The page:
There’s nothing inherently wrong about that, but it’s important to treat the tool with respect. There are some things to keep in mind when working with Kentico. These ideas can also apply to other CMSs as well, but we’ll focus on Kentico.
Avoid modifying existing features if possible. It’s always preferable to build new separate pieces of functionality if it can be helped. This helps with maintainability. If your CMS is open source, or otherwise exposes core elements for customisation, this is a good rule of thumb.
A heavily customised CMS may become difficult to support over time and may mean your CMS provider won’t be able to replicate any issues you encounter during normal operation. Upgrades will become more difficult when a key piece of functionality you have enhanced disappears with the next version. If you absolutely must make modifications, keep them documented, as they will inevitably be something that must be brought across manually with upgrades.
Follow documentation. Kentico recommends ways of proceeding and is very clear about the way one should work with the CMS for maintainability. While most CMS solutions offer flexibility in how you use it, usually there are a few recommended approaches.
One of the sayings you might hear every now and again in the office is “Don’t fight the framework.” It might seem obvious, but the flexibility of software means it’s often much easier to repurpose tools than it might be to turn a wrench into a makeshift hammer or shovel. If you find that you’re struggling to make something work because your tool wasn’t built to perform that function, it might be time to step back and rethink your plan.
When it comes to upgrading your CMS to the next version, it can often be a bit daunting. Kentico’s upgrade tools are quite handy at alleviating some of the trouble. You have access to a tool that will perform the upgrade itself, as well as a tool that can assess the state of your codebase. Impending problems can be identified (including any potential issues brought about by customising built-in features) and corrections can be made.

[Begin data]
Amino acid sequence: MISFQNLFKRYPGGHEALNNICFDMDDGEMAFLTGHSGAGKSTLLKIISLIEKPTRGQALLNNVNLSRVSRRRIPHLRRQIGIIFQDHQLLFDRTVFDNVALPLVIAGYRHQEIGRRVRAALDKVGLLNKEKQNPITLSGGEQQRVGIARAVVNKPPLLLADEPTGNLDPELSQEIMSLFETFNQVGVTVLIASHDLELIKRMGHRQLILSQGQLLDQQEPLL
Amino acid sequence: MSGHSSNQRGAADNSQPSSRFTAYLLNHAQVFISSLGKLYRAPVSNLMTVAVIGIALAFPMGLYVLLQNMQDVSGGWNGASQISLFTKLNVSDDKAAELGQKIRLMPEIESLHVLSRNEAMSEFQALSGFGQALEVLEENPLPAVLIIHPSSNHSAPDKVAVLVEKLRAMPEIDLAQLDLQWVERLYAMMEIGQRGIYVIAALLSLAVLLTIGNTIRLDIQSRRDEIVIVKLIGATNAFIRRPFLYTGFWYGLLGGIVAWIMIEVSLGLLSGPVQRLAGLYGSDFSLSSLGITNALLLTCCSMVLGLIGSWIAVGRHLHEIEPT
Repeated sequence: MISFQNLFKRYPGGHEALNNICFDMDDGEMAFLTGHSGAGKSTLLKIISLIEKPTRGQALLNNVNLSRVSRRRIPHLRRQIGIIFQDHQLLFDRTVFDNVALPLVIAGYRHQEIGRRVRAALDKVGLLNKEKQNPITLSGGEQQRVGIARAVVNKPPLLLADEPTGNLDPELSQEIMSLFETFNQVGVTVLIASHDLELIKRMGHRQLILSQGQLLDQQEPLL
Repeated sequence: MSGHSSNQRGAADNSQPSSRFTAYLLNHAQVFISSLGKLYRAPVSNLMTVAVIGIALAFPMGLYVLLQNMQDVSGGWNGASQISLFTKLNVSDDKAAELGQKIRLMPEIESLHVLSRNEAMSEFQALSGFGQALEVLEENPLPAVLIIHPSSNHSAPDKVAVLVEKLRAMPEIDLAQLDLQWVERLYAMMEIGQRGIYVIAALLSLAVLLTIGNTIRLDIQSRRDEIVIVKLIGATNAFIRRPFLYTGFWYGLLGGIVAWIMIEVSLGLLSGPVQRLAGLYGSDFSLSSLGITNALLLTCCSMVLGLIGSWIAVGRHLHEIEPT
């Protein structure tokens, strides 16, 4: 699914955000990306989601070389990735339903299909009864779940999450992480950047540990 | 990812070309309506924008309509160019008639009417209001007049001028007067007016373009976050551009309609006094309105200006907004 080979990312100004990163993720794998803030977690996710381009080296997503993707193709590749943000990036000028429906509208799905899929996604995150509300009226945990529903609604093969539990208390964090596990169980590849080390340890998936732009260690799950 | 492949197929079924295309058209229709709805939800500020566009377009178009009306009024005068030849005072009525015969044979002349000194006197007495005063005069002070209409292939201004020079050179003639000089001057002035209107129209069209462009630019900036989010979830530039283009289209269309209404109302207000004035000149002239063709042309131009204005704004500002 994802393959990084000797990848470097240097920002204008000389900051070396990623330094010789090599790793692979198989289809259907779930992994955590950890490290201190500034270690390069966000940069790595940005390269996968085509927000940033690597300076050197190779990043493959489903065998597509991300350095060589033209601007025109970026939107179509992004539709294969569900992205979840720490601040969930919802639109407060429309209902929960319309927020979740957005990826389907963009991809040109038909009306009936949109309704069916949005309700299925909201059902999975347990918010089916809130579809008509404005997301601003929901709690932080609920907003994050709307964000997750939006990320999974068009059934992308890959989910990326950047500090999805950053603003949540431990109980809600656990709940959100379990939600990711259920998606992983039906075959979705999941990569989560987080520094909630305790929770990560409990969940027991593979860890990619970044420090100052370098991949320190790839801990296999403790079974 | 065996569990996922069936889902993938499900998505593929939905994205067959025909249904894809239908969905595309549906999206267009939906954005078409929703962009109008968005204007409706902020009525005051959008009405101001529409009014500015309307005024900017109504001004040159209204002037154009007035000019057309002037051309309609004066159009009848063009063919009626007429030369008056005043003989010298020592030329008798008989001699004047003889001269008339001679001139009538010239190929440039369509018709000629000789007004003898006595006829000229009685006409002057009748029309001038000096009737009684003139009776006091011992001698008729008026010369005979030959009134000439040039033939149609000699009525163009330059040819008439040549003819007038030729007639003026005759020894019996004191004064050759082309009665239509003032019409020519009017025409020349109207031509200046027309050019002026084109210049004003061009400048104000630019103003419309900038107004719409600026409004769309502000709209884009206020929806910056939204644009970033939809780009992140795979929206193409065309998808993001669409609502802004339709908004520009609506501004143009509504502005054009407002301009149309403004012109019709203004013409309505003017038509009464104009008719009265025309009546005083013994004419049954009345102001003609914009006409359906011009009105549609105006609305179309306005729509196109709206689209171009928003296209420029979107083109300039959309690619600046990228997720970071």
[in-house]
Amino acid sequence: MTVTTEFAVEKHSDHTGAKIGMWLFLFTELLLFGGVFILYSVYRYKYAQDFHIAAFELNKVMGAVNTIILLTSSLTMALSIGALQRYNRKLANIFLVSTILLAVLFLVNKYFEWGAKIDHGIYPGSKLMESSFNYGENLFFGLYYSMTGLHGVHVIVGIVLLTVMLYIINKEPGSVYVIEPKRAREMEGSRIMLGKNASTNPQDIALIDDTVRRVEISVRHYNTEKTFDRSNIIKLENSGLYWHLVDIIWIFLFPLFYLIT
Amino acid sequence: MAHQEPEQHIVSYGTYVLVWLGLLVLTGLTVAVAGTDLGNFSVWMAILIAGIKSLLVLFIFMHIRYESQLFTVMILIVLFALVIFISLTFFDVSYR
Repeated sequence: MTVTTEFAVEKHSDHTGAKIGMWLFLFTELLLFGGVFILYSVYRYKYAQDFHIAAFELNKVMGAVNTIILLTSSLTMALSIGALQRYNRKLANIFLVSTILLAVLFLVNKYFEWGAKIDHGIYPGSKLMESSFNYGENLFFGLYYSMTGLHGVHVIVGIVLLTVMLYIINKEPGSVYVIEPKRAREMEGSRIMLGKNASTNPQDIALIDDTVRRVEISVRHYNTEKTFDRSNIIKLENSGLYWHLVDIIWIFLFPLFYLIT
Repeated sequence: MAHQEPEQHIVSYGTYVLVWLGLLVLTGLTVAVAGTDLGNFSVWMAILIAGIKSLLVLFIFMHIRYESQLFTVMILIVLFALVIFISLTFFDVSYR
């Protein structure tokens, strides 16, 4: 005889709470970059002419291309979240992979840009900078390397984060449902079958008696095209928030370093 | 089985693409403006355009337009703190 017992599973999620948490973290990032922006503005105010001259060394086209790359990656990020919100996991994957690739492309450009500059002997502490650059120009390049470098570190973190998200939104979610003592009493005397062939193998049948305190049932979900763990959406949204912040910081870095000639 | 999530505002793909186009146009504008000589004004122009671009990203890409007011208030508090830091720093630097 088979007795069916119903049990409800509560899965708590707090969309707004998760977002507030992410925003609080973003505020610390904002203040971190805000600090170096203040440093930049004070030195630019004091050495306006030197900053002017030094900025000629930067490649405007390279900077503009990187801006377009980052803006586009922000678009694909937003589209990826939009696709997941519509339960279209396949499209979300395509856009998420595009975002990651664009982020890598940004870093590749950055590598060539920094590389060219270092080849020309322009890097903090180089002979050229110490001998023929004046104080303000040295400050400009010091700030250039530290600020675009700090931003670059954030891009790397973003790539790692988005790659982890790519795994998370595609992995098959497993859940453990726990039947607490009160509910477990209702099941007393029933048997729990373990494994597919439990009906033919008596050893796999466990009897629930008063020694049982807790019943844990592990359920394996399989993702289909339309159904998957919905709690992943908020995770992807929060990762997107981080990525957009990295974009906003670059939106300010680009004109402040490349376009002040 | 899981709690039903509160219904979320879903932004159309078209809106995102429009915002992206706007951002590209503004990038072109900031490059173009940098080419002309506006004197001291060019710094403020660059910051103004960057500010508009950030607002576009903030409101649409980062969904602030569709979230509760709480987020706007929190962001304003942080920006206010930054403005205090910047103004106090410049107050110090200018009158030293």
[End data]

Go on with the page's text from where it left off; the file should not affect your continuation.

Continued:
Of course, these tools aren’t silver bullets, and if you’re planning to go from the Portal Engine to MVC, it’s time for a rebuild, but I do appreciate the effort Kentico puts in to help make the process of going from major version to major version as painless as possible.
Most CMS products have a dedicated community surrounding it. Kentico is no exception and there are resources out there to help answer questions and solve problems. In Kentico’s case, you can also make use of credits to facilitate audits of your projects. With these, you can identify problems and work out ways of pushing forward.
Ensuring your Kentico projects are up to standard is beneficial for more than just peace of mind and maintainability for the future. With a few solid projects up your sleeve, you’ll be able to apply for a Kentico Quality certification, which is an undeniable asset for you and your team.
If you’d like to discuss a new or ongoing Kentico or CMS project, we’re here to help. Fill out our simple Contact Us form today and let’s start the conversation.